Effects of dried distillers grains with solubles on carcass fat quality of finishing pigs.J Anim Sci. 2010 Nov; 88(11):3666-82.JA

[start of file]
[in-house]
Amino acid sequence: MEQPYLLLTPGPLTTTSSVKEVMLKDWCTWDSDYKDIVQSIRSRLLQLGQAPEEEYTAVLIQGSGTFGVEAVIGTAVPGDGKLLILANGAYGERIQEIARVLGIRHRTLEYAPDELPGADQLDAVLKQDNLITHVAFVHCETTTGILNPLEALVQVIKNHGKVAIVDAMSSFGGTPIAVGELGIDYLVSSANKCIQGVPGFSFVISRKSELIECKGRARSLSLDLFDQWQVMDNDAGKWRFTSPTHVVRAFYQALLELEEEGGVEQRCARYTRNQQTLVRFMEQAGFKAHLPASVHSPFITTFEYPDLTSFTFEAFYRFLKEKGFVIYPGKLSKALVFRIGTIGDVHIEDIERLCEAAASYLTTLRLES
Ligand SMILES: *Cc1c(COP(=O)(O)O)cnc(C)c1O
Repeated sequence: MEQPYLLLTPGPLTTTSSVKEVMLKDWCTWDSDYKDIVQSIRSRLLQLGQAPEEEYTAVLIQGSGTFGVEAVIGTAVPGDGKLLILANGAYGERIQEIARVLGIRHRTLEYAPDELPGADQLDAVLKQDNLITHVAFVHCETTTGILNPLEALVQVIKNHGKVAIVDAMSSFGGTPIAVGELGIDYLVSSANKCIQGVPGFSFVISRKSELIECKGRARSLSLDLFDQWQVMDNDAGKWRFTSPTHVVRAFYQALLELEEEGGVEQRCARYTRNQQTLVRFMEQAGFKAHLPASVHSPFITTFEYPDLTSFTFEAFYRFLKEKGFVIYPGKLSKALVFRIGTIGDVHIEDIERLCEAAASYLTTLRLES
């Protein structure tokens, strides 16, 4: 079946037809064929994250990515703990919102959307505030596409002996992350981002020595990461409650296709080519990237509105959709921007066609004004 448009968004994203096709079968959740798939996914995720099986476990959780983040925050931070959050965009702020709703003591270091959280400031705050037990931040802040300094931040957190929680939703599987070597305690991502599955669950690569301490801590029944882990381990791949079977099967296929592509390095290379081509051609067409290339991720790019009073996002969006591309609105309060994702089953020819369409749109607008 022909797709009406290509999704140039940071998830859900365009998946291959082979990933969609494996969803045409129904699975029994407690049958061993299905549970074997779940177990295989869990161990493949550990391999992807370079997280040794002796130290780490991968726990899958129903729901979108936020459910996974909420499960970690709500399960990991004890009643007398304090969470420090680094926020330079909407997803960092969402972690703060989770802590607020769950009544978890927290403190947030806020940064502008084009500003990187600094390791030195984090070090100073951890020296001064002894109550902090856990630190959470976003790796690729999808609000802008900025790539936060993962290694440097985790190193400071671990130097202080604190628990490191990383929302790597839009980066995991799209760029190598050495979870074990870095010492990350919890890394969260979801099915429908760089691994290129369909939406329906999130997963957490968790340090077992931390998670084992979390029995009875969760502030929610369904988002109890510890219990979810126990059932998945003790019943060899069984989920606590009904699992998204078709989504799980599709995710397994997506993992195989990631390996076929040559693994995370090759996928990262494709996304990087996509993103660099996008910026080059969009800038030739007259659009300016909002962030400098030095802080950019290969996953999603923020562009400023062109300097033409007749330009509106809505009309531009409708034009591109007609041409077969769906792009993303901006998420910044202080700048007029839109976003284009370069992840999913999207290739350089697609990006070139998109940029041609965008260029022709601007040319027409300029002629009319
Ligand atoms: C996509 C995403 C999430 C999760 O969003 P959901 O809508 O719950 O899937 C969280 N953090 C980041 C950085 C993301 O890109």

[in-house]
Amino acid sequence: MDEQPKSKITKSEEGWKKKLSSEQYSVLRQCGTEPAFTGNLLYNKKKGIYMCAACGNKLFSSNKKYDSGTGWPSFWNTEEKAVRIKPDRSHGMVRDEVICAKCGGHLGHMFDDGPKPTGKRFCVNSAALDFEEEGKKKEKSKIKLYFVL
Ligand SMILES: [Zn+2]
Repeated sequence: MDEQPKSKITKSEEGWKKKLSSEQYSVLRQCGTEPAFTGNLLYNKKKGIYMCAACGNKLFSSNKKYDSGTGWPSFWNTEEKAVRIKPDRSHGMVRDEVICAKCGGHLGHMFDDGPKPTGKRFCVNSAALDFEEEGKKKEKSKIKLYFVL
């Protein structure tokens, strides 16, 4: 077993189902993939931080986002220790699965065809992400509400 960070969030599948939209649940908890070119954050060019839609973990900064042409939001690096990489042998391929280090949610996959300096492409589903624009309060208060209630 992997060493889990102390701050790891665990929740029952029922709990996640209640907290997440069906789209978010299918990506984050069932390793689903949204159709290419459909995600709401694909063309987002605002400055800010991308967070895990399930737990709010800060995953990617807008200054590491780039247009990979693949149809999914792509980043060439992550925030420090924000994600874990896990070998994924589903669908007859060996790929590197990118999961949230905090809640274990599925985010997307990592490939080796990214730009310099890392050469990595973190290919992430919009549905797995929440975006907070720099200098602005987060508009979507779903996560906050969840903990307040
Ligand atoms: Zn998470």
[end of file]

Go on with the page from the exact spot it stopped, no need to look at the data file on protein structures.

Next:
A total of 1,112 pigs (initial BW of 49.8 kg) were used in a 78-d study to evaluate the effects of 0, 5, 10, 15, or 20% dried distillers grains with solubles (DDGS) and sex on carcass fat quality of finishing pigs. All diets contained 6% choice white grease and were fed in 4 finishing phases (50 to 59, 59 to 82, 82 to 105, and 105 to 123 kg, respectively). The experiment was conducted in a commercial research finishing barn in southwestern Minnesota. There were 9 replicates of each dietary treatment, with 25 to 28 pigs per pen, and barrows and gilts were distributed equally in each pen. On d 57, the 3 heaviest barrows from each pen were visually selected, removed, and marketed, and a total of 6 pigs per treatment were selected randomly for fatty acid analysis. On d 78, the remaining pigs from each pen were individually tattooed and shipped to a pork processing plant. Jowl fat, backfat, and belly fat samples were collected from 1 barrow and 1 gilt chosen randomly from each pen and analyzed for fatty acid composition. Iodine value (IV) was calculated for diets and fat samples. Fat quality data were analyzed as a split plot with DDGS treatment as the whole plot and sex as the subplot. Concentrations of C18:2n-6, PUFA, and IV increased (linear, P = 0.02) with increasing DDGS in backfat, jowl fat, and belly fat in pigs marketed on d 57 and 78. In contrast, C18:1 cis-9 and MUFA concentrations decreased linearly (P = 0.05) in all 3 fat depots with increasing DDGS. For every 10% DDGS included in the diet, IV of backfat, jowl fat, and belly fat increased by 2.3, 1.6, and 2.2 g/100 g, respectively. In pigs slaughtered on d 78, there were no (P ≥ 0.10) sex × dietary DDGS interactions observed. Compared with barrows, gilts had greater (P < 0.05) C18:2n-6, PUFA, and PUFA:SFA ratio and lesser (P < 0.03) C14:0 concentrations in backfat and belly fat but not jowl fat. Gilts had greater (P = 0.03) belly fat IV than barrows, but there were no (P > 0.25) differences between gilts and barrows in backfat and jowl fat IV. In summary, feeding increasing amounts of DDGS linearly increased the IV of backfat, jowl fat, and belly fat in pigs. Although jowl fat was less responsive to increased DDGS than backfat and belly fat, pigs fed diets with 20% DDGS and 6% choice white grease exceeded the maximum jowl IV of 73 g/100 g set by some packing plants.